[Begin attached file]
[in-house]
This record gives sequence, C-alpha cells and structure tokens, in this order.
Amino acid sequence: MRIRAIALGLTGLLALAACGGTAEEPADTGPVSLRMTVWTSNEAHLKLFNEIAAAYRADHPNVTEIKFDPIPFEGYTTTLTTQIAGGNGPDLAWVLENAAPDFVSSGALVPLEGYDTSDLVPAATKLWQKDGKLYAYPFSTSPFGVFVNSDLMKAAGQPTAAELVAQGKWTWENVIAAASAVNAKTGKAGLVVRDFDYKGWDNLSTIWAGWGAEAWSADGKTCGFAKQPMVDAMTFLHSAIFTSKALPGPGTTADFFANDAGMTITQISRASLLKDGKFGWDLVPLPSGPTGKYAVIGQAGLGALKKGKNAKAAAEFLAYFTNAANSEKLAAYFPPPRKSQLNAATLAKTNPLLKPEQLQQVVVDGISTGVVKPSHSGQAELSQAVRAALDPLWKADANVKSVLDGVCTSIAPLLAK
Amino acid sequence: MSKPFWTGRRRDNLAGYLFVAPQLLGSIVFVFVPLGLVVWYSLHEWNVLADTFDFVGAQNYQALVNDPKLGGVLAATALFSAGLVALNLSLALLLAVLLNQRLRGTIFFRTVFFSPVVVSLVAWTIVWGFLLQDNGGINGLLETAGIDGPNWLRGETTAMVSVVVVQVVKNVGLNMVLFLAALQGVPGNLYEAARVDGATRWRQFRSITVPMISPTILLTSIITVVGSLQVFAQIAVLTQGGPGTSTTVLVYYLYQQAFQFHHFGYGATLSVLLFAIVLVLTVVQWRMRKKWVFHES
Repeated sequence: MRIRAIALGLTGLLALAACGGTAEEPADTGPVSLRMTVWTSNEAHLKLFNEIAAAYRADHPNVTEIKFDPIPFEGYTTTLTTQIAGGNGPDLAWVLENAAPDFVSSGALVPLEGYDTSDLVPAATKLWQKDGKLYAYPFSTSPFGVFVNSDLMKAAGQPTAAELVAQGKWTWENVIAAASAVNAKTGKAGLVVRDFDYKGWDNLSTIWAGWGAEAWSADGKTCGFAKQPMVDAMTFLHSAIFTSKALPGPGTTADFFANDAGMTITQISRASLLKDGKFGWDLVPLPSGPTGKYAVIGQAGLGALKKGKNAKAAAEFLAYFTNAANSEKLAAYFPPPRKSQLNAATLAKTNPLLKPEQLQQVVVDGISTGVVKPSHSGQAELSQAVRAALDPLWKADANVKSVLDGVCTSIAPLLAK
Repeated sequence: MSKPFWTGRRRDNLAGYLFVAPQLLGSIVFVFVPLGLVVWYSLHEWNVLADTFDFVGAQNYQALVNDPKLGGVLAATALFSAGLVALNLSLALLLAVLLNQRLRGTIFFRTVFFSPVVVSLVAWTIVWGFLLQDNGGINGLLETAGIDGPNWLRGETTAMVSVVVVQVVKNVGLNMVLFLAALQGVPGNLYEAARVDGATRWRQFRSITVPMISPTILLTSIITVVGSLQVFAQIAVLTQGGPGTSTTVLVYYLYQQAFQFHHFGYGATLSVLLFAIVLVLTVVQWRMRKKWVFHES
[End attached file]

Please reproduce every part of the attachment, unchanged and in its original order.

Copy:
[in-house]
This record gives sequence, C-alpha cells and structure tokens, in this order.
Amino acid sequence: MRIRAIALGLTGLLALAACGGTAEEPADTGPVSLRMTVWTSNEAHLKLFNEIAAAYRADHPNVTEIKFDPIPFEGYTTTLTTQIAGGNGPDLAWVLENAAPDFVSSGALVPLEGYDTSDLVPAATKLWQKDGKLYAYPFSTSPFGVFVNSDLMKAAGQPTAAELVAQGKWTWENVIAAASAVNAKTGKAGLVVRDFDYKGWDNLSTIWAGWGAEAWSADGKTCGFAKQPMVDAMTFLHSAIFTSKALPGPGTTADFFANDAGMTITQISRASLLKDGKFGWDLVPLPSGPTGKYAVIGQAGLGALKKGKNAKAAAEFLAYFTNAANSEKLAAYFPPPRKSQLNAATLAKTNPLLKPEQLQQVVVDGISTGVVKPSHSGQAELSQAVRAALDPLWKADANVKSVLDGVCTSIAPLLAK
Amino acid sequence: MSKPFWTGRRRDNLAGYLFVAPQLLGSIVFVFVPLGLVVWYSLHEWNVLADTFDFVGAQNYQALVNDPKLGGVLAATALFSAGLVALNLSLALLLAVLLNQRLRGTIFFRTVFFSPVVVSLVAWTIVWGFLLQDNGGINGLLETAGIDGPNWLRGETTAMVSVVVVQVVKNVGLNMVLFLAALQGVPGNLYEAARVDGATRWRQFRSITVPMISPTILLTSIITVVGSLQVFAQIAVLTQGGPGTSTTVLVYYLYQQAFQFHHFGYGATLSVLLFAIVLVLTVVQWRMRKKWVFHES
Repeated sequence: MRIRAIALGLTGLLALAACGGTAEEPADTGPVSLRMTVWTSNEAHLKLFNEIAAAYRADHPNVTEIKFDPIPFEGYTTTLTTQIAGGNGPDLAWVLENAAPDFVSSGALVPLEGYDTSDLVPAATKLWQKDGKLYAYPFSTSPFGVFVNSDLMKAAGQPTAAELVAQGKWTWENVIAAASAVNAKTGKAGLVVRDFDYKGWDNLSTIWAGWGAEAWSADGKTCGFAKQPMVDAMTFLHSAIFTSKALPGPGTTADFFANDAGMTITQISRASLLKDGKFGWDLVPLPSGPTGKYAVIGQAGLGALKKGKNAKAAAEFLAYFTNAANSEKLAAYFPPPRKSQLNAATLAKTNPLLKPEQLQQVVVDGISTGVVKPSHSGQAELSQAVRAALDPLWKADANVKSVLDGVCTSIAPLLAK
Repeated sequence: MSKPFWTGRRRDNLAGYLFVAPQLLGSIVFVFVPLGLVVWYSLHEWNVLADTFDFVGAQNYQALVNDPKLGGVLAATALFSAGLVALNLSLALLLAVLLNQRLRGTIFFRTVFFSPVVVSLVAWTIVWGFLLQDNGGINGLLETAGIDGPNWLRGETTAMVSVVVVQVVKNVGLNMVLFLAALQGVPGNLYEAARVDGATRWRQFRSITVPMISPTILLTSIITVVGSLQVFAQIAVLTQGGPGTSTTVLVYYLYQQAFQFHHFGYGATLSVLLFAIVLVLTVVQWRMRKKWVFHES